Europe's $36 million 'Berlin Airlift' to Poland

By , Special to The Christian Science Monitor

The largest single aid program undertaken by Western Europe in response to the Polish crisis is about to commence.

Compared by some officials -- perhaps too enthusiastically -- to the Berlin Airlift, the project is to begin next month and continue through May. It will send more than 300 trucks loaded with 7,000 tons of charitable cargo -- food and medical supplies worth $8.5 million -- to Poland.

This is to be the initial phase of a $36 million emergency aid program approved last month by the European Community (EC).

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Representatives from 35 non-governmental organizations (NGO), including the Red Cross, met in Brussels Feb. 15 to work out the logistics of the deliveries.

The new initiative marks a drastic change in official EC thinking on European aid to the Polish people. Previously, assistance had taken the form of food sales to the Warsaw government at cheap prices. Polish authorities last year bought a million tons of food (principally grain, beef, butter, and sugar) from the EC at 15 percent below world market prices, costing the European taxpayer about $85 million.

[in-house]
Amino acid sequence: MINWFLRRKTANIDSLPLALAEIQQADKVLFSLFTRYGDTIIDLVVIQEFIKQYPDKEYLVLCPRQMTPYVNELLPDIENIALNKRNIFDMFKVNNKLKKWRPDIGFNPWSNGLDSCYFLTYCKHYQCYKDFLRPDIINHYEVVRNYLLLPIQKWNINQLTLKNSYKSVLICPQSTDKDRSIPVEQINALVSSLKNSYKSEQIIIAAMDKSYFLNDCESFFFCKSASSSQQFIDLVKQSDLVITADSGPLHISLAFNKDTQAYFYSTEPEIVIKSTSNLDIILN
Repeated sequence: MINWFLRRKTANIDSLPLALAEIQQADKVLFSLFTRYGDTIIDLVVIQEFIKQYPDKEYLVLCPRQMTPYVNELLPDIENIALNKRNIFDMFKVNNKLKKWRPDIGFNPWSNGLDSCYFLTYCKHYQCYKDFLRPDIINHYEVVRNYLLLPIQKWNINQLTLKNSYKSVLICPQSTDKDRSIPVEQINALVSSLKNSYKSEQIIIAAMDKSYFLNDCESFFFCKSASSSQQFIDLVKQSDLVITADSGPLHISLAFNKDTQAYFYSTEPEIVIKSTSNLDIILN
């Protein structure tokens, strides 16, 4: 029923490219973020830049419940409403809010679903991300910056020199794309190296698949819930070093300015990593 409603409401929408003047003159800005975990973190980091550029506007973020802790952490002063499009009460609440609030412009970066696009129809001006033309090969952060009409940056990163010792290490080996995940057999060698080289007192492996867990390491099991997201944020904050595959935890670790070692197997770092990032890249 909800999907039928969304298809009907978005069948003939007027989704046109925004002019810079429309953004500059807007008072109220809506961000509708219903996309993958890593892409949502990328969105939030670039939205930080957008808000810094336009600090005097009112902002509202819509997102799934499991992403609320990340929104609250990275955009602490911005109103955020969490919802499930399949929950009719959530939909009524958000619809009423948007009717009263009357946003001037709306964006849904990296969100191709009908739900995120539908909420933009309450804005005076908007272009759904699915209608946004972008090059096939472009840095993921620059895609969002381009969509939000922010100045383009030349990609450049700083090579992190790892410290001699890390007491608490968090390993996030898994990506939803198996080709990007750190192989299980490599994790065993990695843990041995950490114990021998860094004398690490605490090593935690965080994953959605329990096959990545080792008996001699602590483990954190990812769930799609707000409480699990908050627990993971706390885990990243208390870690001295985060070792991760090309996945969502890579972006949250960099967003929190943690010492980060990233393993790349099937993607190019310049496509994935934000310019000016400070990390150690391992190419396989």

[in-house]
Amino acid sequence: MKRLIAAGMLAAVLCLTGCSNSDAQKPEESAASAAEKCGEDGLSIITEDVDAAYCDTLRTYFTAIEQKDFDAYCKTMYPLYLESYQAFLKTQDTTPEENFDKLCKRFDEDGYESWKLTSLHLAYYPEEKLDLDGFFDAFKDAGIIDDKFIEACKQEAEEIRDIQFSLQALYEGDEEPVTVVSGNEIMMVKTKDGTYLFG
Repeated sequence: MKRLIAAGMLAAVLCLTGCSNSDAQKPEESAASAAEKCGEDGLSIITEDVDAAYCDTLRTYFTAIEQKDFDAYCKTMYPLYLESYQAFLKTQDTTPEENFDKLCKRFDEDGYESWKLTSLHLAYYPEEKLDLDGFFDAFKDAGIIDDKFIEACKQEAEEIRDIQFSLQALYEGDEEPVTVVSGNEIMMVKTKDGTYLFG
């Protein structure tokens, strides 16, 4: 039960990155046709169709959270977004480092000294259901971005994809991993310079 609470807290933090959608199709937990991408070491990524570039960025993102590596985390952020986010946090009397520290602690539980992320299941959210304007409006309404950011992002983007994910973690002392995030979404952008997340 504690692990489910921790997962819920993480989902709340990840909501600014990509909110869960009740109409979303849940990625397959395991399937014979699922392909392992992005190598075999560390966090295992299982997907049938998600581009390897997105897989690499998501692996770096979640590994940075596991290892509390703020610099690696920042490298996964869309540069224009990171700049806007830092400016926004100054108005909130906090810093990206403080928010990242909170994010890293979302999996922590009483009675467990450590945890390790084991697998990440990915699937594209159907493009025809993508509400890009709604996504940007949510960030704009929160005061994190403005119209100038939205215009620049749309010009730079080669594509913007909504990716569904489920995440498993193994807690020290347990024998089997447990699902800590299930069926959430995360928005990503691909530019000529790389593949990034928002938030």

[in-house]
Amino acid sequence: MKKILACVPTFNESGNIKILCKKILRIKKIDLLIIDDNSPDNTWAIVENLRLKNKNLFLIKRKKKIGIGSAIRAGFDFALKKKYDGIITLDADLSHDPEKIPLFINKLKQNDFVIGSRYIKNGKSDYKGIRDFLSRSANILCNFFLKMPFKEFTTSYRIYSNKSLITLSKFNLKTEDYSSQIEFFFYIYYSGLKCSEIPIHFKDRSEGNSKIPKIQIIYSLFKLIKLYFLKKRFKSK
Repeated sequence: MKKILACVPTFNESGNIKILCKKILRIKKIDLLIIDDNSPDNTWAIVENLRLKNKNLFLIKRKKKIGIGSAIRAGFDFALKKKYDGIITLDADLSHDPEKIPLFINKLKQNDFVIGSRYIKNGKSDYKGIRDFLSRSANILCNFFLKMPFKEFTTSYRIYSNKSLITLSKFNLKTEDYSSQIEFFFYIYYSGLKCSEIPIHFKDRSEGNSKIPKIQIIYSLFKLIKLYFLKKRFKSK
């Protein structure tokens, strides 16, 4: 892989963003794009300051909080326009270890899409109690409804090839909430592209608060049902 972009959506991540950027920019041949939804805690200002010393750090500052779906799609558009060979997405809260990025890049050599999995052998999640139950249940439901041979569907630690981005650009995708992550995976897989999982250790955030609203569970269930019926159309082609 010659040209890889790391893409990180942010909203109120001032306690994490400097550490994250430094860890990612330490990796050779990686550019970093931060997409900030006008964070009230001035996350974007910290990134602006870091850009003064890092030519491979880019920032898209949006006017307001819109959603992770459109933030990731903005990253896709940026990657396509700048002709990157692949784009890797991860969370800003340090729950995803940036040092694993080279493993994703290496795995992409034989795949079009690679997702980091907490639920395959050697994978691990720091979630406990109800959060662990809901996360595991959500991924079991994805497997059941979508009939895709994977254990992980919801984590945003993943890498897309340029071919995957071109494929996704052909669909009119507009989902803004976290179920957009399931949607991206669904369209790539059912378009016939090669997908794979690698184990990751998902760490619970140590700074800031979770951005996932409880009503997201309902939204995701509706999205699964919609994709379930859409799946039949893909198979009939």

But the martial-law crackdown in Poland on Dec. 13 turned the heads of EC policymakers, and last month EC Commission President Gaston Thorn said that it was no longer possible to determine if the EC food was ''reaching the people who need it most'' or ''winding up in the hands of the military government.''

He suggested, therefore, that the EC halt the sale of subsidized food and use the money to buy mostly medical supplies with some food that could be sent through non-government organizations ''in order to assure that the right people receive our assistance.''

Days after Thorn's speech, foreign ministers from the 10 EC countries approved the $36 million scheme.

Private European aid to Poland has been extensive, totalling thousands of tons of food and other assistance worth millions of dollars. West Germany and the US and have been the most generous donors.

As welcome as the aid may be -- especially deliveries under the new EC program -- the Geneva-based International Committee of the Red Cross (ICRC), which last year collected about $23.7 million for Poland (two-thirds of it after martial law was imposed), has estimated that $21 million in aid will be needed over the next two months to protect the most vulnerable of Poland's people against malnutrition and disease.

Doctors in Poland have reported a sharp deterioration in the health of young people in recent months and an increase in malnutrition among large segments of the country's 36 million people. And with prices expected to rise five-fold and lines certain to lengthen at food stores as shortages increase, the situation can only grow worse, officials are quick to emphasize.

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